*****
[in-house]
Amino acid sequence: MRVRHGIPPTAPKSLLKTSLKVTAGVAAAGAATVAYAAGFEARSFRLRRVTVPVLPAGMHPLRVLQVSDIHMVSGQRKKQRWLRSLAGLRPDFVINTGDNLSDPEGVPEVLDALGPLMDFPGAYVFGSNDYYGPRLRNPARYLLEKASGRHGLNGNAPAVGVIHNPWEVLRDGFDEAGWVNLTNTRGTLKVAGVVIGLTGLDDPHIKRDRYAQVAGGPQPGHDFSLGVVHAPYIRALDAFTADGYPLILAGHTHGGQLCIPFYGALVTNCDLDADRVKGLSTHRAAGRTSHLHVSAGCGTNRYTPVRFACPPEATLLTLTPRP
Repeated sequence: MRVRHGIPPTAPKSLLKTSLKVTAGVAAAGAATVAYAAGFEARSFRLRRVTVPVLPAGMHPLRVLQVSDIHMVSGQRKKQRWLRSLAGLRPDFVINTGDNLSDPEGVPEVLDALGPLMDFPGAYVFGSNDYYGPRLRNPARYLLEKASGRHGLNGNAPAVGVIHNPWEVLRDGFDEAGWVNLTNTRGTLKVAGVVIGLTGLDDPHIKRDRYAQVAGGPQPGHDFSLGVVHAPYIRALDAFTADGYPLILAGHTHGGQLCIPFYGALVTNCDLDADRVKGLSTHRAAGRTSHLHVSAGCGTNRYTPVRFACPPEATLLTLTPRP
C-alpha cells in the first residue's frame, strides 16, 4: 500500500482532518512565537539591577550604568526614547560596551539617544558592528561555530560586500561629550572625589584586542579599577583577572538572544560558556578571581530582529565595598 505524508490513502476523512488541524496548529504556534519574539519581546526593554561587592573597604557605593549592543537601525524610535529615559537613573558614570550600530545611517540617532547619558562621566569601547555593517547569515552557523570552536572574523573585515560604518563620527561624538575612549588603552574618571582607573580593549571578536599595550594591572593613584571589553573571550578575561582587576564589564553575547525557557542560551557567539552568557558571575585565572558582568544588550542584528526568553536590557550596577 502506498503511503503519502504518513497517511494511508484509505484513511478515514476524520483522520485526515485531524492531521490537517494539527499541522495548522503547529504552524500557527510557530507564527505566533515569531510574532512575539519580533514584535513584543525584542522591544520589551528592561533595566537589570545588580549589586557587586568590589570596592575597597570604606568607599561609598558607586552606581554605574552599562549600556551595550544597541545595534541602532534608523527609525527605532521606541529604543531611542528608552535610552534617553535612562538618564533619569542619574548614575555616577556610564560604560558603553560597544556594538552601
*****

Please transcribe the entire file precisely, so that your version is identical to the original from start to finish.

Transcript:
[in-house]
Amino acid sequence: MRVRHGIPPTAPKSLLKTSLKVTAGVAAAGAATVAYAAGFEARSFRLRRVTVPVLPAGMHPLRVLQVSDIHMVSGQRKKQRWLRSLAGLRPDFVINTGDNLSDPEGVPEVLDALGPLMDFPGAYVFGSNDYYGPRLRNPARYLLEKASGRHGLNGNAPAVGVIHNPWEVLRDGFDEAGWVNLTNTRGTLKVAGVVIGLTGLDDPHIKRDRYAQVAGGPQPGHDFSLGVVHAPYIRALDAFTADGYPLILAGHTHGGQLCIPFYGALVTNCDLDADRVKGLSTHRAAGRTSHLHVSAGCGTNRYTPVRFACPPEATLLTLTPRP
Repeated sequence: MRVRHGIPPTAPKSLLKTSLKVTAGVAAAGAATVAYAAGFEARSFRLRRVTVPVLPAGMHPLRVLQVSDIHMVSGQRKKQRWLRSLAGLRPDFVINTGDNLSDPEGVPEVLDALGPLMDFPGAYVFGSNDYYGPRLRNPARYLLEKASGRHGLNGNAPAVGVIHNPWEVLRDGFDEAGWVNLTNTRGTLKVAGVVIGLTGLDDPHIKRDRYAQVAGGPQPGHDFSLGVVHAPYIRALDAFTADGYPLILAGHTHGGQLCIPFYGALVTNCDLDADRVKGLSTHRAAGRTSHLHVSAGCGTNRYTPVRFACPPEATLLTLTPRP
C-alpha cells in the first residue's frame, strides 16, 4: 500500500482532518512565537539591577550604568526614547560596551539617544558592528561555530560586500561629550572625589584586542579599577583577572538572544560558556578571581530582529565595598 505524508490513502476523512488541524496548529504556534519574539519581546526593554561587592573597604557605593549592543537601525524610535529615559537613573558614570550600530545611517540617532547619558562621566569601547555593517547569515552557523570552536572574523573585515560604518563620527561624538575612549588603552574618571582607573580593549571578536599595550594591572593613584571589553573571550578575561582587576564589564553575547525557557542560551557567539552568557558571575585565572558582568544588550542584528526568553536590557550596577 502506498503511503503519502504518513497517511494511508484509505484513511478515514476524520483522520485526515485531524492531521490537517494539527499541522495548522503547529504552524500557527510557530507564527505566533515569531510574532512575539519580533514584535513584543525584542522591544520589551528592561533595566537589570545588580549589586557587586568590589570596592575597597570604606568607599561609598558607586552606581554605574552599562549600556551595550544597541545595534541602532534608523527609525527605532521606541529604543531611542528608552535610552534617553535612562538618564533619569542619574548614575555616577556610564560604560558603553560597544556594538552601